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Pointers along the way #538

Christian writings
- Jacob Ninan

We have now with us, in addition to the Bible, writings by many Christian leaders which help us to get a clearer view of what the Bible says. We have the writings of 'apostolic fathers' like Ignatius and Polycarp who lived close to the time of Jesus' apostles. Then we have people like Athanasius (known for his 'creed') and Augustine who were theologians who tried to deal with heresies that were coming out in their times and wrote down their understanding of Biblical doctrines. Later came Martin Luther and John Calvin who spearheaded the protestant revolution and their writings are also classics. Coming to the present day we have the advantage of reading and studying all these and many more writings of earlier and present day theologians and thinkers.

One thing we must keep in mind as we read any Christian writing is that these are but interpretations of what the Bible says in the author's opinion. Much as we may respect any of these writers, their writings are not scripture and they do not hold the same validity as the Bible itself. When we read the writings of godly people it is but natural that we hold them with respect and try to learn from them. At the same time we should recognise that they are not perfect, and that they may contain errors in the light of the understanding we now have of the scriptures.

Earlier writers did not have the advantage of the breadth of understanding of the Bible that is possible these days because their sources were limited. If we look at Luther or Calvin it is easy to see how the theology they came from coloured their thinking, and how it leaves much to be desired. Modern writers are also affected by their own background and experience. Even those who quote directly from the Bible and say that they are only saying what the Bible says may be picking verses out of their context and their teaching may not have the balance that would have come from the verses they are not quoting (it is also written)!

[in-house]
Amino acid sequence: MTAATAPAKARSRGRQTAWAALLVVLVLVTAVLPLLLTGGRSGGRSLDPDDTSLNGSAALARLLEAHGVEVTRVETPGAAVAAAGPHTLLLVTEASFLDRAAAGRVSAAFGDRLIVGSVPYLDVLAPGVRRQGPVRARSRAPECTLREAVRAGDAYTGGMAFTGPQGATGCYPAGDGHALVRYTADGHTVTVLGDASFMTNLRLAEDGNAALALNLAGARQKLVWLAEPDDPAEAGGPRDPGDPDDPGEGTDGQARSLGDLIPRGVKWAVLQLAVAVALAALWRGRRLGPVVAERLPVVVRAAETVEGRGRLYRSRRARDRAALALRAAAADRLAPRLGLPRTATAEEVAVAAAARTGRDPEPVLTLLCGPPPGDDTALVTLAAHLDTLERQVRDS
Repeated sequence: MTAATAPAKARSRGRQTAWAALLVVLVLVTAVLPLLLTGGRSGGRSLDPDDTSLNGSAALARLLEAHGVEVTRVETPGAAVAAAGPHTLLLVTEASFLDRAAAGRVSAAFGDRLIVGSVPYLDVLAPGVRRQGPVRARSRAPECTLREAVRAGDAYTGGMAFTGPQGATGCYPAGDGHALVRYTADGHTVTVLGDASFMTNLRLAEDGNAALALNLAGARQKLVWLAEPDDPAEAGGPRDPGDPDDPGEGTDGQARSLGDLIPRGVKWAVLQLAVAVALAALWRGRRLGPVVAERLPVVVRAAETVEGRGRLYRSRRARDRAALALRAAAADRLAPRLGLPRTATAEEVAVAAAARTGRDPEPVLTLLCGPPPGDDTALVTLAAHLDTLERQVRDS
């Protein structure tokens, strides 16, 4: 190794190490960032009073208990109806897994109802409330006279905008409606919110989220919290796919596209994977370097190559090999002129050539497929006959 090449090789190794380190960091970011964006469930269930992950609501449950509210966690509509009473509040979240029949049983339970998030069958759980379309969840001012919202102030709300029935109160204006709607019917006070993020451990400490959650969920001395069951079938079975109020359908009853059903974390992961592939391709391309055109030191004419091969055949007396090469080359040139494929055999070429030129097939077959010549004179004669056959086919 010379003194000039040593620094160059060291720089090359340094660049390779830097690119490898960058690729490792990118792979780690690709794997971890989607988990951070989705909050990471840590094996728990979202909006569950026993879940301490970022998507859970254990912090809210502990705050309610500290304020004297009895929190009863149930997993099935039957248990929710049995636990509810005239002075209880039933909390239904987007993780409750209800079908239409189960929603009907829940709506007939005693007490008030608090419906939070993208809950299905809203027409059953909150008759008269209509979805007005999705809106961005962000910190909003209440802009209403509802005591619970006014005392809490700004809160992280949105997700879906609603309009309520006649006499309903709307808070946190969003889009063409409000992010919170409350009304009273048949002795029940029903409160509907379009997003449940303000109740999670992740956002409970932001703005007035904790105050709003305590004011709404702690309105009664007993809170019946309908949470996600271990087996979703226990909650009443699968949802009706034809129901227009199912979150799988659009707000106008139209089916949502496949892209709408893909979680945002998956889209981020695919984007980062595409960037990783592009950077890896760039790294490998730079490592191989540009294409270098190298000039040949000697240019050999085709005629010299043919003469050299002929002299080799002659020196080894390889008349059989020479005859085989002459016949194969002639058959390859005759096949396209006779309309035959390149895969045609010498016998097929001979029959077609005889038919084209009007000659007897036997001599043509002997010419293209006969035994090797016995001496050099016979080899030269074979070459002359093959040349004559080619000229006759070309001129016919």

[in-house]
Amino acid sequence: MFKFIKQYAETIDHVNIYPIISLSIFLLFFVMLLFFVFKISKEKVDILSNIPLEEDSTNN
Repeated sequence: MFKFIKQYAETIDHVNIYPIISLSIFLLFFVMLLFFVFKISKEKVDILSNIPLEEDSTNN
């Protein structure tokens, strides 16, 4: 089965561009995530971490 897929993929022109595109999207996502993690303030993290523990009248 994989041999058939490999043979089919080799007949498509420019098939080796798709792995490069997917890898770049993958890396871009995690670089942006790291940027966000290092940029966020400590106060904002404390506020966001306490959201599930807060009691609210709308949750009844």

It is not wise for us to base our theology entirely on what any great Christian leader has said or what some church holds. My personal conviction is that there is no one (including me) who is completely right in what he understands and teaches. We all see things imperfectly (1Co.13:12), and we may even have blind spots that prevent us from seeing some part of the truth. It will do all of us good to keep our mind open for correction and new learning. Even if what we learn in one grade of our spiritual school seems to be sufficient for us at the moment, let us recognise the fact that there are many grades ahead of us. The more we learn, the better our own lives can be changed, and the better we can help others to come to the knowledge of the truth and grow in it.

It is also prudent to keep away from speakers and writers who bring out heresies or say things that cannot really edify us (2Jn.9,10). This will preserve our own soul, and also save a lot of time and effort for us.


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